IN MEMORIAM: Mo Henry, Negative Cutter, 1956-2024

By Peter Tonguette

As one of the most admired negative cutters in Hollywood, Mo Henry made the “final cuts” on some of the most successful movies of the last four decades.

As a negative cutter, Henry was responsible for assuring that the cuts decided on by the picture editor and director in the workprint were recreated, with pinpoint accuracy, in the original camera negative. Her credits stretch as far back as Steven Spielberg’s “Jaws” (1975), her first film, and continue through Paul Thomas Anderson’s “Licorice Pizza” (2021), her last. In between, she served as negative cutter on such beloved and acclaimed movies as Richard Linklater’s “Before Sunrise” (1995), Michael Mann’s “Heat” (1995), David Lynch’s “Mulholland Drive” (2001), and, among her own favorites, the second Harry Potter movie, “Harry Potter and the Chamber of Secrets” (2002).

Henry died on January 14 at the age of 67 in Los Angeles, where she had lived her entire life. She is remembered among her many colleagues not just for her talent and professionalism, but her dedication to her craft.

“Combining those two dangerous words ‘negative’ and ‘cutter’ to describe Mo Henry seems wrong, because she was the most ‘positive’ ‘joiner’ you would ever want to meet and work with,” said picture editor Walter Murch, ACE, who worked with Henry on several films, including “Apocalypse Now Redux” (2001).

Henry belonged to what might be considered the first family of negative cutters. One of four children born to Mike and Patricia Henry, her father was a negative cutter; her aunt—her father’s sister—was a negative cutter; and her son, Logan Henry, is a negative cutter.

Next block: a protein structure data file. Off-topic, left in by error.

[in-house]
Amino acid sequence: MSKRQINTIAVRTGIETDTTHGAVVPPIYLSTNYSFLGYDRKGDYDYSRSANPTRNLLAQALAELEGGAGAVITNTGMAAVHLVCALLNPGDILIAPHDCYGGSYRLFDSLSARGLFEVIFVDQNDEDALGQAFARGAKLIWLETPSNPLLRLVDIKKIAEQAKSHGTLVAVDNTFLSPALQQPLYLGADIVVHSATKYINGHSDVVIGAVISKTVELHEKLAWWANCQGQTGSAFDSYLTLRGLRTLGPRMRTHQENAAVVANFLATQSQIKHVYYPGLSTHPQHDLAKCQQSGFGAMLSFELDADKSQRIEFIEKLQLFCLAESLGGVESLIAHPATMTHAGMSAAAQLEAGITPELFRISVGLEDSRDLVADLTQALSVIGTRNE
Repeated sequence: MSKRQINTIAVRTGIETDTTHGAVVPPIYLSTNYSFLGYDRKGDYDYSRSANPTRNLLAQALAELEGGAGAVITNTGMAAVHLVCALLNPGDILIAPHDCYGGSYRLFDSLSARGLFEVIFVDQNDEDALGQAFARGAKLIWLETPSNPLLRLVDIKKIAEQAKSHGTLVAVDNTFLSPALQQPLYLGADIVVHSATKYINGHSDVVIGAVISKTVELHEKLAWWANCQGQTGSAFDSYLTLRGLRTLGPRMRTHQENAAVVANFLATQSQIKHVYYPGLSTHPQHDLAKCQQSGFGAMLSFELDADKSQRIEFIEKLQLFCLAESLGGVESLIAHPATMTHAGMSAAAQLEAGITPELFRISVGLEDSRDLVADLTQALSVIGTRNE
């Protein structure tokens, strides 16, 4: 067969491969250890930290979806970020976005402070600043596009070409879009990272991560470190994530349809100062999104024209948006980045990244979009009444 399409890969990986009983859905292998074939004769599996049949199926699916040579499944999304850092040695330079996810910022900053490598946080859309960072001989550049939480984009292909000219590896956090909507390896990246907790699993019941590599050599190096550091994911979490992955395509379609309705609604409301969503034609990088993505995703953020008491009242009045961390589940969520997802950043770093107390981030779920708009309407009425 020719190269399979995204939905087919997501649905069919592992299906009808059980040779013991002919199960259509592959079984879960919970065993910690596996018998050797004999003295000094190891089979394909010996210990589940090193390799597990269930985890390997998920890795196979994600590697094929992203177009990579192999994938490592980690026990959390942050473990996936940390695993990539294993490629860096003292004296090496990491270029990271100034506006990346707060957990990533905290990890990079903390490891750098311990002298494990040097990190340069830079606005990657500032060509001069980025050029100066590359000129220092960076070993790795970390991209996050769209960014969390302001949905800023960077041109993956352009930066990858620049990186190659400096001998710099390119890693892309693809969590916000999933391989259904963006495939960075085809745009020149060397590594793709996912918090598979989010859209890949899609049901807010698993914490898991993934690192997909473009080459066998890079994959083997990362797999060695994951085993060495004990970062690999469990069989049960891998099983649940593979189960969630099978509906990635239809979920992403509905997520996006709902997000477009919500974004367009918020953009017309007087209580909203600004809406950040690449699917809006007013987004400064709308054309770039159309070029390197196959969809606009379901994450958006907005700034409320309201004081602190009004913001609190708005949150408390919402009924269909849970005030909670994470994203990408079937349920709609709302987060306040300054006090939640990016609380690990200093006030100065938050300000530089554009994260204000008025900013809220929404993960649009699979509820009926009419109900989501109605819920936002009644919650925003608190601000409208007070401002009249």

Despite this heritage, Mo did not necessarily dream of a life working with reels of film. Mo just simply wanted a job, and her father was aware of an opportunity at Universal. “She moved out of her parents’ place the day she turned 18, and her dad got her a job,” Logan Henry said. “At the time, she was just young and needed something to do, but she really blossomed in the industry and she really took to it.”

In a 2015 interview with CineMontage, Henry said she was well-suited for the job. “I had the right personality and I was accurate,” she said. She began working with opticals on the 7 p.m. to 4 a.m. shift, she recalled. Then came “Jaws.” Although the film would become one of the signature blockbusters of its age, she was entrusted with negative cutting on the film because no one realized how good it was at the time. “My boss, who happened to be my dad, asked me to start on it,” she told CineMontage. “He said, ‘It looks like it’s headed straight for TV, so if you make a mistake, nobody will know.’” After the success of “Jaws,” Henry worked, often uncredited, on other major feature films, but she eventually landed at Quinn Martin Productions, which was her entrée into television programming, which she enjoyed.